You are hereHome ›
Shoreview boy wows judges at guitar competition
Owen Hiber, an 11-year-old boy from Shoreview, impressed those in attendance at McNally Smith College of Music’s “Clash of the Teen Guitar Titans” on Saturday, Aug. 10.
This is the second year McNally has hosted the guitar competition at its downtown campus. The competition was just one of several guitar-themed events that weekend, climaxing with the Lowertown Guitar Festival in Mears Park, which drew a crowd of 2,000 and featured performances by famed guitarists like Mark Ribot, Pat Donohue and Scott Henderson.
During Clash of the Teen Guitar Titans, young guitarists between the ages of 15 and 19 played along to a pre-recorded track of their choosing.
This is where Owen stood alone; the soon to be fifth grader at Emmet D. Williams Elementary School was four years younger than the next youngest competitor.
Despite that age difference, Owen was undaunted and said he enjoyed the competition. He took third place for his rendition of Metallica’s high speed metal classic “Master of Puppets,” a song regarded by many in the business as one of the greatest heavy metal songs of all time.
“He blew us all away and was the youngest by far,” McNally’s Outreach Coordinator Erin McLennon said.
“He’s got all the tools and you can tell he’s had really good instruction,” McNally’s Guitar Department Head Joe Elliott added. “It will be fun to watch him next year and the year after that.”
Owen’s parents, Matt and Connie Hiber, take their son to weekly guitar lessons at Capitol Guitars on East Seventh Street in St. Paul, where a guitar technician, impressed with his abilities, encouraged Owen to enter into the competition.
Owen said he decided he wanted to play guitar after seeing his favorite mixed martial arts fighter enter the ring at a cage fighting match a couple of years ago while Master of Puppets blared from the speakers.
The young guitarist added he likes playing with older musicians and learns from them.
“I’m used to playing with older people,” he said. “I usually go to these open blues jams.”
Owen’s father says at least once a week he takes his son to play at blues jams at several venues around the Twin Cities, like Famous Dave’s in the Minneapolis Uptown neighborhood, the Blues Saloon, Tiki Hut and Shaws.
“I had to knock on a few doors at first to be able to get a 10-year-old to play at these venues last year, but mostly they’ve been very receptive,” Hiber says.
Owen recently sat at a table on an outdoor patio next to his 8-year-old brother Egan, wearing a black Metallica t-shirt a few sizes to large and talking about his musical influences like a seasoned pro.
“I’m kinda into Clapton and other blues artists like Stevie Ray Vaughan and Freddie King,” he said.
But Owen is not all serious; he is 11, after all, and enjoys a carefree life of having fun like most kids his age.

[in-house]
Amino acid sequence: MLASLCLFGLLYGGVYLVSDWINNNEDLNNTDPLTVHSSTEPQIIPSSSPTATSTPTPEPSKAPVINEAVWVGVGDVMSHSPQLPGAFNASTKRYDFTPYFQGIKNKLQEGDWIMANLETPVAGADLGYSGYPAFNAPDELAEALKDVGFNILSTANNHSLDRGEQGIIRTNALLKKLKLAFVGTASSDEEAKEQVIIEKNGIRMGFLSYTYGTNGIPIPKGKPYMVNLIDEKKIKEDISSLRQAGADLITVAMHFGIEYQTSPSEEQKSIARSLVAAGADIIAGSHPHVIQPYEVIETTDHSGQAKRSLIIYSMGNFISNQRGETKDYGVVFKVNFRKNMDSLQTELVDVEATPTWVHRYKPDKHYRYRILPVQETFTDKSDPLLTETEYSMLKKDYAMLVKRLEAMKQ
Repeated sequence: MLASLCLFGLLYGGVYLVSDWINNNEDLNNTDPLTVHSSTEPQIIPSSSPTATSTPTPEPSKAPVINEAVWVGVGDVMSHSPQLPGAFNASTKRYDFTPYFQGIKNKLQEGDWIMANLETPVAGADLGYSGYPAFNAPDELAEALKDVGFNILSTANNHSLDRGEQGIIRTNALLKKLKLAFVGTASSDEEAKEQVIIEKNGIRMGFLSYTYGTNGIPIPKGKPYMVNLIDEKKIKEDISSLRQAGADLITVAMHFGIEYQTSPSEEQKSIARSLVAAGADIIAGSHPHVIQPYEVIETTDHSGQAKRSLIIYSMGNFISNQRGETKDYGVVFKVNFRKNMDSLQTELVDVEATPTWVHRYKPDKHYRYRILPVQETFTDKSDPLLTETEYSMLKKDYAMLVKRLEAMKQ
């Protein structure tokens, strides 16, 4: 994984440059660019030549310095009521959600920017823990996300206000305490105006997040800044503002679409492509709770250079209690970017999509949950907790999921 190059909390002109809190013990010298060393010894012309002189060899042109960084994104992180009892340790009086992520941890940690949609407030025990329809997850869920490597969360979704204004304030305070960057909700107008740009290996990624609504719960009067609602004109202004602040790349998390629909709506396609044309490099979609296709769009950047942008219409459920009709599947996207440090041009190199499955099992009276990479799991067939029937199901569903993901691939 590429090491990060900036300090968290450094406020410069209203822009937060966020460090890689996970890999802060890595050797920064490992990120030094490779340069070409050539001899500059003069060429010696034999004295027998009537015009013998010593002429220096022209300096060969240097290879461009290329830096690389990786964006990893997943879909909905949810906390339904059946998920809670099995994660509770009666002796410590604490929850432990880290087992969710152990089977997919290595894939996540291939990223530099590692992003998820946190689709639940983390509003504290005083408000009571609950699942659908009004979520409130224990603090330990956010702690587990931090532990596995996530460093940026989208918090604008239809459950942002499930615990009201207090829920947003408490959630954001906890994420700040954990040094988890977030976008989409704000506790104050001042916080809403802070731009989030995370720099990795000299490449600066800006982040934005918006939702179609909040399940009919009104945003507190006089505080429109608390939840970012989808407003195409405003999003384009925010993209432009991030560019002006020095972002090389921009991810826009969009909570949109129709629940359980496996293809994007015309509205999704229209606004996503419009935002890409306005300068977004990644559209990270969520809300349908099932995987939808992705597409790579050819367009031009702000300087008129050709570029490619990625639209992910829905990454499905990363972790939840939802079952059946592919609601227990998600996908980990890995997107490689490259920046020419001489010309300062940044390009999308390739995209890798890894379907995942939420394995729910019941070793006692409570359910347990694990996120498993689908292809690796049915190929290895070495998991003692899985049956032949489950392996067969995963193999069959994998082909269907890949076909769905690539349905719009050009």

He added that he likes “doing Parkour type stuff,” which is a sport where a practitioner runs, leaps and climbs over natural and manmade obstacles as quickly as possible, often incorporating gymnastic and tumbling maneuvers, such as front and back body flips.
Owen said he also became interested in badminton a few weeks ago while playing the game for the first time at a friend’s house.
When asked about whether he was excited for the upcoming school year, Owen frowned slightly, then smiled, revealing he still had nearly two weeks to play and enjoy the end of his summer vacation, which for an 11-year-old boy may seem like a while. He did, however, admit to enjoying art classes and of course playing with his friends in the schoolyard.
But Owen has hopes of becoming a professional musician when he grows up. He even recently started an unnamed band with his friend Braden, who he said can play some guitar, but is really a drummer.
So far, he’s off to a good start. At press time, Owen was gearing up to play at the State Fair’s pre-teen talent show semi-finals on Tuesday, Aug. 27 at 6 p.m.
He said he planned to play Stevie Ray Vaughan’s “Rude Mood” at the talent show, with backing from the State Fair Band’s rhythm section.
“It’s gonna be fun,” he said with a wide smile.
Owen headed off with his dad and brother to shoot hockey pucks on their Shoreview home’s driveway after his interview with the Bulletin, where he had plans of bringing out his amplifier and rockin’ some riffs on his LTD EC series six-string he won in a recent guitar contest.
“It’s great watching both these guys do what they do,” their father said proudly. “They have so much fun with it.”
Joshua Nielsen can be reached at email@example.com or 651-748-7824.